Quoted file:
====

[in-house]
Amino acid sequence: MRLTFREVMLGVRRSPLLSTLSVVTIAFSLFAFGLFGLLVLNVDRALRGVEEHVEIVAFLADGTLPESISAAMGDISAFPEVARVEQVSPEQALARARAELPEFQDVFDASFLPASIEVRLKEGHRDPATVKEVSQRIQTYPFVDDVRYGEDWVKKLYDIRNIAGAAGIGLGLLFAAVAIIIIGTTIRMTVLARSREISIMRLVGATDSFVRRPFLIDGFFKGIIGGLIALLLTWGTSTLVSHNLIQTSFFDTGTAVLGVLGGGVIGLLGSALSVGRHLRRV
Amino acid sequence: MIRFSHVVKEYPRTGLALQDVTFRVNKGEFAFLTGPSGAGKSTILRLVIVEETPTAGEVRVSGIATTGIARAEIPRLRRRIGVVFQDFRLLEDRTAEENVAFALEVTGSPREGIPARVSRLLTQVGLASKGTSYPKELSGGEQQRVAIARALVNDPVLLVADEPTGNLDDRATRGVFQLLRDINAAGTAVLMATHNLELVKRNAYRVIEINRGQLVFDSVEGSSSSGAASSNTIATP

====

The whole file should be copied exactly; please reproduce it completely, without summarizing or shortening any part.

[in-house]
Amino acid sequence: MRLTFREVMLGVRRSPLLSTLSVVTIAFSLFAFGLFGLLVLNVDRALRGVEEHVEIVAFLADGTLPESISAAMGDISAFPEVARVEQVSPEQALARARAELPEFQDVFDASFLPASIEVRLKEGHRDPATVKEVSQRIQTYPFVDDVRYGEDWVKKLYDIRNIAGAAGIGLGLLFAAVAIIIIGTTIRMTVLARSREISIMRLVGATDSFVRRPFLIDGFFKGIIGGLIALLLTWGTSTLVSHNLIQTSFFDTGTAVLGVLGGGVIGLLGSALSVGRHLRRV
Amino acid sequence: MIRFSHVVKEYPRTGLALQDVTFRVNKGEFAFLTGPSGAGKSTILRLVIVEETPTAGEVRVSGIATTGIARAEIPRLRRRIGVVFQDFRLLEDRTAEENVAFALEVTGSPREGIPARVSRLLTQVGLASKGTSYPKELSGGEQQRVAIARALVNDPVLLVADEPTGNLDDRATRGVFQLLRDINAAGTAVLMATHNLELVKRNAYRVIEINRGQLVFDSVEGSSSSGAASSNTIATP